Is death taboo for children? Developing death ambivalence as a theoretical framework to understand children's relationship with death, dying and bereavement

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    Children’s voices are missing from debates related to the idea that death is a taboo subject and this limits understandings of how children encounter death. Drawing on data from focus groups with children aged 9–12, this paper aimed to explore if and how children experience death as a taboo, but discovered that the death-taboo thesis lacks nuance, confining and misrepresenting children’s experiences. Death ambivalence is thus proposed as a conceptual tool to illuminate children’s relationship with death. It identifies policy and practice implications concerned with developing death literacy and brings a new theorisation to death and childhood studies.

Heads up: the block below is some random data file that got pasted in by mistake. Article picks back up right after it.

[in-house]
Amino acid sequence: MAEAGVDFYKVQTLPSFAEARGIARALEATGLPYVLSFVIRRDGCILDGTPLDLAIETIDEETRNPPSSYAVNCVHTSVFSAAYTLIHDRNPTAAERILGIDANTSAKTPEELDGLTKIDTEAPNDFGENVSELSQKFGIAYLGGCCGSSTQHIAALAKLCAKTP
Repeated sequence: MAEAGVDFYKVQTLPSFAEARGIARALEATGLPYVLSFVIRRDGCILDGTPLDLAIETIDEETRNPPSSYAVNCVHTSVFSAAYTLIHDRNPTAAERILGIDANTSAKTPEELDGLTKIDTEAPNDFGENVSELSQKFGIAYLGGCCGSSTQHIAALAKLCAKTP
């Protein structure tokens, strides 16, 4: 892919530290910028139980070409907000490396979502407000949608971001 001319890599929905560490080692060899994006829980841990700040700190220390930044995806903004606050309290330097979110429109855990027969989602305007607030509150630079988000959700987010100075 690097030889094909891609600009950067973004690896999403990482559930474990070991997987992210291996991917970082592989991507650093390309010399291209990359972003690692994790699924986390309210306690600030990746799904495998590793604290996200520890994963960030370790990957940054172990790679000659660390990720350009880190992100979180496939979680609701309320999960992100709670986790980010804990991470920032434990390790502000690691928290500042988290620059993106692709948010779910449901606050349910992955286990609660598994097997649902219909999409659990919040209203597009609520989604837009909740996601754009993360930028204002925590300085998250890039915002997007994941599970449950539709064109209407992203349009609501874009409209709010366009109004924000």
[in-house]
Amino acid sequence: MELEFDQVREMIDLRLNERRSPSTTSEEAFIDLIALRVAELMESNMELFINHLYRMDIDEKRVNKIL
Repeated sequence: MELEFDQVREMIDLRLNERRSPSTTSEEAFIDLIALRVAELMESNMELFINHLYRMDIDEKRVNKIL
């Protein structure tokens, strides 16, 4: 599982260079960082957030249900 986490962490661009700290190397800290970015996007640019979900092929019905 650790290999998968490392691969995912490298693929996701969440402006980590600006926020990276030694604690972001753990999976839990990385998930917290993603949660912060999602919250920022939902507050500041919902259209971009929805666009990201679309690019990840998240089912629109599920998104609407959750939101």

Original languageEnglish
    Pages (from-to)556-571
    Number of pages16
    JournalChildren and Society
    Issue number6
    Early online date17 Jul 2019
    Publication statusPublished - 30 Nov 2019


    • death
    • taboo
    • children
    • bereavement
    • ambivalence

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